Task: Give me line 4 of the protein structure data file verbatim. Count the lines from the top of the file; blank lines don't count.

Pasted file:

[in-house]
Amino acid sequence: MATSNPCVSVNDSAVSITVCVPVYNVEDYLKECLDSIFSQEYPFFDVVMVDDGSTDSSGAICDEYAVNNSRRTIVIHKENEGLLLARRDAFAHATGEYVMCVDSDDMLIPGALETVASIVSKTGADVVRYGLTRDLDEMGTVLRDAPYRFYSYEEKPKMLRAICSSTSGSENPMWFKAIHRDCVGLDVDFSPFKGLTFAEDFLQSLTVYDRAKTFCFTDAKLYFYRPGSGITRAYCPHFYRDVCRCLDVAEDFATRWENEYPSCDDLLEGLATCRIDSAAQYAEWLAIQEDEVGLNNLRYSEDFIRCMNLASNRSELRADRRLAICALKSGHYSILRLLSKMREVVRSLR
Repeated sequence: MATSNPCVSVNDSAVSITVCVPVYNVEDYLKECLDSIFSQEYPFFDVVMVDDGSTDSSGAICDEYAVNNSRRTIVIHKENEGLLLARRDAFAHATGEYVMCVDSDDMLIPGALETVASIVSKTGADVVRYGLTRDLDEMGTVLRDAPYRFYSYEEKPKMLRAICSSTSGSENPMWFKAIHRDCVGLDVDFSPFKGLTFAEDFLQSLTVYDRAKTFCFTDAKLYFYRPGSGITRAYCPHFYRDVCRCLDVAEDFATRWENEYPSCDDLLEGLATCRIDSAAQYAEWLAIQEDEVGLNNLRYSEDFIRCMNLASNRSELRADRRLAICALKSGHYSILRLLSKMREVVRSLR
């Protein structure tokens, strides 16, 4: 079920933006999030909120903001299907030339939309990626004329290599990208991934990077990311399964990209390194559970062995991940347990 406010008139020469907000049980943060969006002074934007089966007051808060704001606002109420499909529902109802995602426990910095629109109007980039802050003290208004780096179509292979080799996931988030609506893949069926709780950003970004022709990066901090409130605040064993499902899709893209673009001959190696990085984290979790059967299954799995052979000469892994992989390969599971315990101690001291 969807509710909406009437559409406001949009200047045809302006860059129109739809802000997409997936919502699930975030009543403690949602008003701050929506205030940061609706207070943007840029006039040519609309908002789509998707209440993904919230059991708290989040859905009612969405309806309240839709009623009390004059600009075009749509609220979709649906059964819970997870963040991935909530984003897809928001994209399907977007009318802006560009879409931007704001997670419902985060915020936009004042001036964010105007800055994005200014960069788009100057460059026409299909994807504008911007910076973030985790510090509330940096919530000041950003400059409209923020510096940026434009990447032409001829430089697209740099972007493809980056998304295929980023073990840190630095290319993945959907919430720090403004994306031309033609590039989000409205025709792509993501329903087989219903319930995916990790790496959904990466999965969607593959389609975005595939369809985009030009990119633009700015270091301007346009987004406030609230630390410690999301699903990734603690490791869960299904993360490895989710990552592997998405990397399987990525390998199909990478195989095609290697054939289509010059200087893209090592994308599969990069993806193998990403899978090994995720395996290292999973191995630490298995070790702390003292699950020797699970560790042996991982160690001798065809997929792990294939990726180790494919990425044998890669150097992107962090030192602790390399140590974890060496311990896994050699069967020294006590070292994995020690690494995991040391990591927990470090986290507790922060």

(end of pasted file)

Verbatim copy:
């Protein structure tokens, strides 16, 4: 079920933006999030909120903001299907030339939309990626004329290599990208991934990077990311399964990209390194559970062995991940347990 406010008139020469907000049980943060969006002074934007089966007051808060704001606002109420499909529902109802995602426990910095629109109007980039802050003290208004780096179509292979080799996931988030609506893949069926709780950003970004022709990066901090409130605040064993499902899709893209673009001959190696990085984290979790059967299954799995052979000469892994992989390969599971315990101690001291 969807509710909406009437559409406001949009200047045809302006860059129109739809802000997409997936919502699930975030009543403690949602008003701050929506205030940061609706207070943007840029006039040519609309908002789509998707209440993904919230059991708290989040859905009612969405309806309240839709009623009390004059600009075009749509609220979709649906059964819970997870963040991935909530984003897809928001994209399907977007009318802006560009879409931007704001997670419902985060915020936009004042001036964010105007800055994005200014960069788009100057460059026409299909994807504008911007910076973030985790510090509330940096919530000041950003400059409209923020510096940026434009990447032409001829430089697209740099972007493809980056998304295929980023073990840190630095290319993945959907919430720090403004994306031309033609590039989000409205025709792509993501329903087989219903319930995916990790790496959904990466999965969607593959389609975005595939369809985009030009990119633009700015270091301007346009987004406030609230630390410690999301699903990734603690490791869960299904993360490895989710990552592997998405990397399987990525390998199909990478195989095609290697054939289509010059200087893209090592994308599969990069993806193998990403899978090994995720395996290292999973191995630490298995070790702390003292699950020797699970560790042996991982160690001798065809997929792990294939990726180790494919990425044998890669150097992107962090030192602790390399140590974890060496311990896994050699069967020294006590070292994995020690690494995991040391990591927990470090986290507790922060």